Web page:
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Analysts Suggest Macau Gambling Market May Fizzle Out

From the outside looking in it appears as though the Macau casino gambling industry is indestructible. Casinos in Macau have experienced never-before-seen revenue increases over the past year, with each month turning out even more insane revenue figures than the past.

The majority of the gaming increase has come from the Chinese government easing their visa restrictions to Macau. With gamblers able to gain visas, high rollers have been flocking to the new gambling capital of the world, and millions of dollars are being lost in the process.

Now, analysts are fearful that the trend of revenue increases cannot continue. At some point, says Deutsche Bank analysts, the high rollers will be unable to sustain the level of losing they have endured over the past year. At that time, Macau casinos could experience their first slump.

Highlighting the revenue boom has been the fact that it has occurred during one of the worst global meltdowns in decades. Many within the gaming industry have asserted that the Macau casinos are immune to the economic conditions of the world. It is a suggestion that comes from how Las Vegas had endured recession's in the past in the US. Not everyone, however, is a believer.

"We disagree with the consensus view that Macau is immune to a recession," said Deutsche Bank, in a note to clients on Friday morning, as reported by The Wall Street Journal. The company's claim is backed up by the recent slide of gaming stocks in the Asian market.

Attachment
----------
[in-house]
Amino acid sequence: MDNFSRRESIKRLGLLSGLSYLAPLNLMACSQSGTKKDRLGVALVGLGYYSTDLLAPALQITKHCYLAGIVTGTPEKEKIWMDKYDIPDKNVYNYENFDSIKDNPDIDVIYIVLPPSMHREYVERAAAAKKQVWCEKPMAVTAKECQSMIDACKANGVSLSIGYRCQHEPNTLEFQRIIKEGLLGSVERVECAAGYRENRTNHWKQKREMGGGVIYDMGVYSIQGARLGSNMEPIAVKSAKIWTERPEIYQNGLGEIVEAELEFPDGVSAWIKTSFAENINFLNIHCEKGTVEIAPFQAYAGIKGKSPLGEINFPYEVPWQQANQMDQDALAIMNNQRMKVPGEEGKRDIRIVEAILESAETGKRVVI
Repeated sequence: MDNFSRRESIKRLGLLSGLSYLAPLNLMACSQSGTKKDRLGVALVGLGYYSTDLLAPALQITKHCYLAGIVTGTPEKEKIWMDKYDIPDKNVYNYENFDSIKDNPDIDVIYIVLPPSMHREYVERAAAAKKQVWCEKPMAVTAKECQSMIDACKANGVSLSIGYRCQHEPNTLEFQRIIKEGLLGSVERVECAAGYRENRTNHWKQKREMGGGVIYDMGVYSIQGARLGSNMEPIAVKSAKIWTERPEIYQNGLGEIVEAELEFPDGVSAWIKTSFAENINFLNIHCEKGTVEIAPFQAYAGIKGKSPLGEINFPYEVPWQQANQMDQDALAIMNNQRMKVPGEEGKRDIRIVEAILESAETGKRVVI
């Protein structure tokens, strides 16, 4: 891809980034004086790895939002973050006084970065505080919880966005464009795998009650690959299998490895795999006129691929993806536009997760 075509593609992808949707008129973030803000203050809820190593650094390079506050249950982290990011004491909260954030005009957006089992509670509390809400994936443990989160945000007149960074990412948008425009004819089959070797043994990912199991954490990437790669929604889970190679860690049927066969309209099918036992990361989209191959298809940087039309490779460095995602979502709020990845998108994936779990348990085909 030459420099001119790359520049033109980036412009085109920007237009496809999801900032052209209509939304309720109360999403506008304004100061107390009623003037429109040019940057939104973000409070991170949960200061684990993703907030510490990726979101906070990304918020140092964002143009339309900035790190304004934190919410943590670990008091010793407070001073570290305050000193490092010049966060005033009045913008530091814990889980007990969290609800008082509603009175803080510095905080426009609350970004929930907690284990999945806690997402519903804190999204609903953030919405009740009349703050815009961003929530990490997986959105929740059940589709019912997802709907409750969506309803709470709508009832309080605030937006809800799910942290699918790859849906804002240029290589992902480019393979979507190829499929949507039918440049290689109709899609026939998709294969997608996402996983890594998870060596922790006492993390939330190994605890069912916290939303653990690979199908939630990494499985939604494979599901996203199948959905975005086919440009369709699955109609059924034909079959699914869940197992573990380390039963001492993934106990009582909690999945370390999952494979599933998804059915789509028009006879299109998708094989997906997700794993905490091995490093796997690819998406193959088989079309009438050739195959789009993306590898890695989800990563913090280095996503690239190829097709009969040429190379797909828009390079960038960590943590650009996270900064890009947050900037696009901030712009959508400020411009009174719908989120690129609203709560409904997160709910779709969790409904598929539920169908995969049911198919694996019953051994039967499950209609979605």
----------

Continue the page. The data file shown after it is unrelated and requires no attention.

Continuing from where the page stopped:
Sands China, Wynn Macau, and SJM Holdings, the three largest gaming stocks on the Asian market, all experienced a sharp decline in stock price on Friday. Sands closed down eleven percent, while Wynn and SJM both fell just over eight percent. The stock drops have not been a direct relation to casino earnings, as all of the Macau casinos continue to prosper during the economic crisis.

Wynn, Sands, and MGM are three companies that jumped into the Macau market when their US-based casinos started to struggle. LVS CEO Sheldon Adelson was the leader, investing billions of his own money in the Macau operations. The three US-based companies have been paid off nicely, with stock in both Asia and the US rebounding since the 2008 global economic recession.

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